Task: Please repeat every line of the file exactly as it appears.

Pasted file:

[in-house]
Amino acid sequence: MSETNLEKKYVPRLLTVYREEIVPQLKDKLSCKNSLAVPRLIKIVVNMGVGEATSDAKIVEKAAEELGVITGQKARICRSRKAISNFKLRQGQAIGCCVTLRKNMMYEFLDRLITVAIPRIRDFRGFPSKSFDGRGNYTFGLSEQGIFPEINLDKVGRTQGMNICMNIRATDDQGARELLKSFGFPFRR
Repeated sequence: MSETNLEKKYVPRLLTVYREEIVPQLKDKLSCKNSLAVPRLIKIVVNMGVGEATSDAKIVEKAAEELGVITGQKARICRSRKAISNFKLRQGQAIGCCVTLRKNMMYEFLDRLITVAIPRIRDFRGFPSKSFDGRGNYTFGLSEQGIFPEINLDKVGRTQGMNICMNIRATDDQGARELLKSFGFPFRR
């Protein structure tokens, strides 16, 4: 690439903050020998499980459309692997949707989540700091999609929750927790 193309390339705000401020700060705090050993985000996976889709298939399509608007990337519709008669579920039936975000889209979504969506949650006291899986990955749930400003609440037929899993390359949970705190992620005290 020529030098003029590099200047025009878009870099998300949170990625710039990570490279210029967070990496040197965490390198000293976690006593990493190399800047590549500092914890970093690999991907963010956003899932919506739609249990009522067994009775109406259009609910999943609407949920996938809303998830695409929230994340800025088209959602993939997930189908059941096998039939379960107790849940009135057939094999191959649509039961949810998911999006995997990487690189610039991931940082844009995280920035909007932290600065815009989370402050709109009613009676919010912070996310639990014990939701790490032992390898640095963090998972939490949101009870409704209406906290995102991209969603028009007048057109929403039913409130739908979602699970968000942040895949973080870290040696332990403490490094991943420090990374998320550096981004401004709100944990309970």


[in-house]
Amino acid sequence: MSETNLEKKYVPRLLTVYREEIVPQLKDKLSCKNSLAVPRLIKIVVNMGVGEATSDAKIVEKAAEELGVITGQKARICRSRKAISNFKLRQGQAIGCCVTLRKNMMYEFLDRLITVAIPRIRDFRGFPSKSFDGRGNYTFGLSEQGIFPEINLDKVGRTQGMNICMNIRATDDQGARELLKSFGFPFRR
Repeated sequence: MSETNLEKKYVPRLLTVYREEIVPQLKDKLSCKNSLAVPRLIKIVVNMGVGEATSDAKIVEKAAEELGVITGQKARICRSRKAISNFKLRQGQAIGCCVTLRKNMMYEFLDRLITVAIPRIRDFRGFPSKSFDGRGNYTFGLSEQGIFPEINLDKVGRTQGMNICMNIRATDDQGARELLKSFGFPFRR
């Protein structure tokens, strides 16, 4: 690439903050020998499980459309692997949707989540700091999609929750927790 193309390339705000401020700060705090050993985000996976889709298939399509608007990337519709008669579920039936975000889209979504969506949650006291899986990955749930400003609440037929899993390359949970705190992620005290 020529030098003029590099200047025009878009870099998300949170990625710039990570490279210029967070990496040197965490390198000293976690006593990493190399800047590549500092914890970093690999991907963010956003899932919506739609249990009522067994009775109406259009609910999943609407949920996938809303998830695409929230994340800025088209959602993939997930189908059941096998039939379960107790849940009135057939094999191959649509039961949810998911999006995997990487690189610039991931940082844009995280920035909007932290600065815009989370402050709109009613009676919010912070996310639990014990939701790490032992390898640095963090998972939490949101009870409704209406906290995102991209969603028009007048057109929403039913409130739908979602699970968000942040895949973080870290040696332990403490490094991943420090990374998320550096981004401004709100944990309970």